Scholars now credit Rivera with having played a vital part in Chicago’s Latino literary renaissance of the 1960s and 70s. She founded, alongside her mentor and future Chicago Literary Hall of Fame inductee David Hernandez, foundational Latino literary workshops Los Otros Poetry Collective and La Taller. These early collectives demanded a space and recognition for Chicago Latino writers, enabling later authors, like Ana Castillo and Sandra Cisneros, to gain national acclaim. Rivera later was also involved in Galleria Quique, a salon at the home of Cisneros’ brother. In her most active decades, Rivera worked with many community organizations, including Casa Aztlán, Movimiento Artístico Chicano, the Westtown Concerned Citizens Coalition, and, for her last twenty years, the Chicago Department of Cultural Affairs. Rivera was one of the literary stars of The Association of the Latino Brotherhood and then Taller, which she, Hernandez, and a few others founded in the wake of the Puerto Rican Division Street uprising against Puerto Rican marginalization and police violence in 1966.
Rivera published and performed her poetry throughout Chicago for more than 30 years. She established a reputation as a top poet through her broad inclusion in literary journals and anthologies that included Third World Woman, ECOS (including early work by Cisneros and Castillo), Emergency Tacos (again with Cisneros) and Power Lines: A Decade of Poetry From Chicago’s Guild Complex (Tia Chucha Press). Rivera’s work was featured in a section of the special Chicago “Nosotros” Spring 1977 issue of Revista Chicana-Riqueña.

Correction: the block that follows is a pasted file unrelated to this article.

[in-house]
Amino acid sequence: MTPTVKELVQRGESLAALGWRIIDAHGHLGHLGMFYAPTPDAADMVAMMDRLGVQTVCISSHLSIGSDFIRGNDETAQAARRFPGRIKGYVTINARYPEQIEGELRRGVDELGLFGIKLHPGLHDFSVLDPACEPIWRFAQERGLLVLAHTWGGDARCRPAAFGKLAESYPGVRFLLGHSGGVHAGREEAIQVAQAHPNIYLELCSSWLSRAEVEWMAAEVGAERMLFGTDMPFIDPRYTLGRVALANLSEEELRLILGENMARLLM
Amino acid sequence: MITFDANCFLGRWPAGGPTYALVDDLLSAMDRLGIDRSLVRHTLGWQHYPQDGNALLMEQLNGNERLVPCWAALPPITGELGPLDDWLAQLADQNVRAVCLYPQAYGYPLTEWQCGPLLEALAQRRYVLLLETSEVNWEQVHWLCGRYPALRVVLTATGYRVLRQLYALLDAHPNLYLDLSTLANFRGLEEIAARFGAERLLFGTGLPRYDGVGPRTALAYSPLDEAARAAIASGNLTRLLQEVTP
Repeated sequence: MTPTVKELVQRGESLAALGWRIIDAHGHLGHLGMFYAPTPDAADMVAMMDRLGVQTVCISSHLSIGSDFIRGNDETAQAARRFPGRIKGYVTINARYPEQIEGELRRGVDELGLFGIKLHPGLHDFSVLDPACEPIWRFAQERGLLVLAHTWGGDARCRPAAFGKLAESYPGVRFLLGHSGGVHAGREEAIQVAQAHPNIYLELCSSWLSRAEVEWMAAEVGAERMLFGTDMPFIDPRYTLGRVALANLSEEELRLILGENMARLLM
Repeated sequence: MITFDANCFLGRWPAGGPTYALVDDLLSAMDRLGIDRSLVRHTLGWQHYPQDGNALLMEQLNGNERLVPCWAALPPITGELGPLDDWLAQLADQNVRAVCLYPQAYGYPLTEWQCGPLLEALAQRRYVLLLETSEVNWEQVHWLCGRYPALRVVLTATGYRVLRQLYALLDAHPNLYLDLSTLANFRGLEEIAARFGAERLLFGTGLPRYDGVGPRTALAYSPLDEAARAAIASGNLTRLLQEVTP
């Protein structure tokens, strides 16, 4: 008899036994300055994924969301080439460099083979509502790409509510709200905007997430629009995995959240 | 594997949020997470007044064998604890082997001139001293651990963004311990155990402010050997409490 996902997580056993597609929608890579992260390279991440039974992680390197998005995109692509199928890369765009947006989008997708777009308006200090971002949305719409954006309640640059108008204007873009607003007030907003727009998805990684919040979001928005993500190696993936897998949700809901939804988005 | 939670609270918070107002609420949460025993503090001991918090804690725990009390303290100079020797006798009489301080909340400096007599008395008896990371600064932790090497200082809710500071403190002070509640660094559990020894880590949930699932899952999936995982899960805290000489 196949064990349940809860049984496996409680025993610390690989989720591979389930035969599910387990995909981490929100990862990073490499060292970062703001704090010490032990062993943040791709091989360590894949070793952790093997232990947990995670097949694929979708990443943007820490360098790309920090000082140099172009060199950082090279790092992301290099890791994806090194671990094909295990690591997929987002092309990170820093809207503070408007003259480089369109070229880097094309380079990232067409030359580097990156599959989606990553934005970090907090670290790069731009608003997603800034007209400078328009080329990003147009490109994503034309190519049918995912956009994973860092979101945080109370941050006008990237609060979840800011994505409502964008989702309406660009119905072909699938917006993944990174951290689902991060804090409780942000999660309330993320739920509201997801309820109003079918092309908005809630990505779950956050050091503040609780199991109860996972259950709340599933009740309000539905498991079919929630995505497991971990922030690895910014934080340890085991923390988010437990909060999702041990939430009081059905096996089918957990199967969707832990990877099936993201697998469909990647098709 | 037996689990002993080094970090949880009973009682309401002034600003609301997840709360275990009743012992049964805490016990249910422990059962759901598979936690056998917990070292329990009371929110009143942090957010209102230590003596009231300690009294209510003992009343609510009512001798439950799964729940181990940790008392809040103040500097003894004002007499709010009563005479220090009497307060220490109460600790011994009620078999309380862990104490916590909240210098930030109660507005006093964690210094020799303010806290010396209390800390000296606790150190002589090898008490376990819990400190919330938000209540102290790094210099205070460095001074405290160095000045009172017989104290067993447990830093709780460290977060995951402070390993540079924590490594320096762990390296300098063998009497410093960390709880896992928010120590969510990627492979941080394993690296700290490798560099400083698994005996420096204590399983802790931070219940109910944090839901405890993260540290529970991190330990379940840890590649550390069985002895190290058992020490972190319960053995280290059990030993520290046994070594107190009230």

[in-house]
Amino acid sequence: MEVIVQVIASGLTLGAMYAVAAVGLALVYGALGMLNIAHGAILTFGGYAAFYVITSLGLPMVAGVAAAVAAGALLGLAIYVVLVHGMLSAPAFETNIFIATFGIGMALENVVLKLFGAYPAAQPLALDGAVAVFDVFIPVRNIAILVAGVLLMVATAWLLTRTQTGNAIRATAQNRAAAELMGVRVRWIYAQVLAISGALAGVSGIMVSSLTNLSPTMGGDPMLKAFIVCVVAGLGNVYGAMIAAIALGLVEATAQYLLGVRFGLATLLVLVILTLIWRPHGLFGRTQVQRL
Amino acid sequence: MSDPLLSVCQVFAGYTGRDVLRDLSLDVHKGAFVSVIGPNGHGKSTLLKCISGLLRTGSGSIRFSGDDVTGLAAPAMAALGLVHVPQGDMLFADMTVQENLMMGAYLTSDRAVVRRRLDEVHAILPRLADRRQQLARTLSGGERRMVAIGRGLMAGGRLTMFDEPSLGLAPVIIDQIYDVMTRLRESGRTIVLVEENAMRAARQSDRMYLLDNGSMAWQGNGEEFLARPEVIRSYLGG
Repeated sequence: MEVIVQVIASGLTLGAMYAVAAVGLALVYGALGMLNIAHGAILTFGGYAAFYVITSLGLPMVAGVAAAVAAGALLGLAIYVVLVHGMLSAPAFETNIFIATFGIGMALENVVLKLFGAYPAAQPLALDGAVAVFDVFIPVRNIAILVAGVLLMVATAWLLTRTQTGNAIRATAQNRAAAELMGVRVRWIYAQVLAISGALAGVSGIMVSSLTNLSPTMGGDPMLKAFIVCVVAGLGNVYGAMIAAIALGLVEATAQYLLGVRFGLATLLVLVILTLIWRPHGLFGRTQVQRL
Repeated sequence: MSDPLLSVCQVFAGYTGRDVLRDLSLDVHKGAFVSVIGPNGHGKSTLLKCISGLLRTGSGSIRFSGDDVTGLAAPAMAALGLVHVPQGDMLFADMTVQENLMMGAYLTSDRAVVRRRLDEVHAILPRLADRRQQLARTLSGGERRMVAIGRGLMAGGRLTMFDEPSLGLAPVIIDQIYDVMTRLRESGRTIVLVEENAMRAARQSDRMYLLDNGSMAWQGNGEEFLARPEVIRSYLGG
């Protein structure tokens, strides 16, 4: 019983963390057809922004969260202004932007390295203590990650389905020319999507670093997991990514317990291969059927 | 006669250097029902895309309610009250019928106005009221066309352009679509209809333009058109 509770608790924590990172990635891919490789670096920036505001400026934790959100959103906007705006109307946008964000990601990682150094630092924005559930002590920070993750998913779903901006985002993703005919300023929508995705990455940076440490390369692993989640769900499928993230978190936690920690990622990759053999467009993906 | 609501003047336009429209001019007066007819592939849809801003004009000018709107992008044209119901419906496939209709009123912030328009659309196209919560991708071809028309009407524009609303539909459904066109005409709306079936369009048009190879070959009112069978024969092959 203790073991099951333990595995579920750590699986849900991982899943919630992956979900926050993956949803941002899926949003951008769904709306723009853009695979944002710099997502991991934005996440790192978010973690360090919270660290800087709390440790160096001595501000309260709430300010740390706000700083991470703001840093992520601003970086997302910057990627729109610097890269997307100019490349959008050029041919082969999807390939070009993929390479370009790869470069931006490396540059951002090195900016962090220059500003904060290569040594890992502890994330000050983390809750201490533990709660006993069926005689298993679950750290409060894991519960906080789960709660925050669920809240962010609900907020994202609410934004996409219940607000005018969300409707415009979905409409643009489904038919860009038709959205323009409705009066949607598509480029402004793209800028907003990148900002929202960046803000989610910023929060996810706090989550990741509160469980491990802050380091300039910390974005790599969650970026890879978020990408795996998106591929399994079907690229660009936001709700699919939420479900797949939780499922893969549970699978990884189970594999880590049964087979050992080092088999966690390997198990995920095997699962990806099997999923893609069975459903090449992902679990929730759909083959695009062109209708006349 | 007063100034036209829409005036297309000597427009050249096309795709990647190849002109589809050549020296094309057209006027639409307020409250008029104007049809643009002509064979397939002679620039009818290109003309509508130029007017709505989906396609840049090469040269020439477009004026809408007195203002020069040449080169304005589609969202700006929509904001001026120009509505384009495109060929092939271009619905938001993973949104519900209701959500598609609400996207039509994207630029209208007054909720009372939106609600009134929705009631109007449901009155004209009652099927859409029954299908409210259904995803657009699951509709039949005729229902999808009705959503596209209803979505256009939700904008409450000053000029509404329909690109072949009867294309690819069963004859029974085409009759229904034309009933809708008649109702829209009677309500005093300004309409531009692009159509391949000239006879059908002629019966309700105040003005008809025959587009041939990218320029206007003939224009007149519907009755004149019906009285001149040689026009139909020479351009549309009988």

“No one should be fooled by Salima Rivera; her poetry is not marginal poetry, only marginalized poetry in literary historiography, underappreciated by literary critics,” said Juana Goergen, who edited the posthumous collection of Rivera’s poetry, It’s Not About Dreams. “Perhaps this is due to the fact that her poetry appeared in anthologies and/or literary journals, at a time when literary criticism validated only the work of poets who had published books.”
Rivera established herself as a visual artist as well as a poet, but was largely self-taught. Typical of Puerto Rican women of her generation, Rivera did not pursue formal education extensively—after her years at Crane Technical and Richard Vocational High Schools, she briefly took classes at Columbia College. That visual training, especially as a graphic designer, manifests itself in strong poetic imagery.
“Salima wrote longingly about the roots of the tropical Ceiba tree, but her own roots were set deep beneath Chicago’s asphalt,” said Julie Parson Nesbitt, in the supporting statement for her 2015 CLHOF nomination. “Salima’s work is passionate, unapologetic, erotic, political, and profound. Her poems excavate her often-conflicting identities as Puerto Rican, Chicagoan, woman, and artist. They vary in poetic polish, but they are always unforgettable.”
According to critic Marc Zimmerman, who nominated Rivera for the CLHOF in 2016, “In the 1980s and ’90s, living on the near West Side with her husband, Mexican artist Oscar Moya, and their son, she was probably the first Chicago Rican writer to deal with many Mexican as well as Puerto Rican, feminist and nationalist themes, and for these reasons, as well as others, a very essential figure in the history of the Latino cultural emergence of the 1970s.”
Rivera’s status as an influential and important Chicago poet has been recognized in a variety of ways. The interdisciplinary artist Nicole Marroquin created a silkscreen entitled Salima Rivera and Her Poem that is on exhibit at Triton College. Rivera is one of four legendary Puerto Ricans depicted in the “Pierce Street Legends Mural Project,” which was unveiled at a ceremony in West Humboldt Park on Sept. 29, 2018. In the fall of 2014, the National Museum of Puerto Rican Arts & Culture featured Rivera, along with Hernandez, in a presentation commemorating her pioneering efforts as a poet and activist.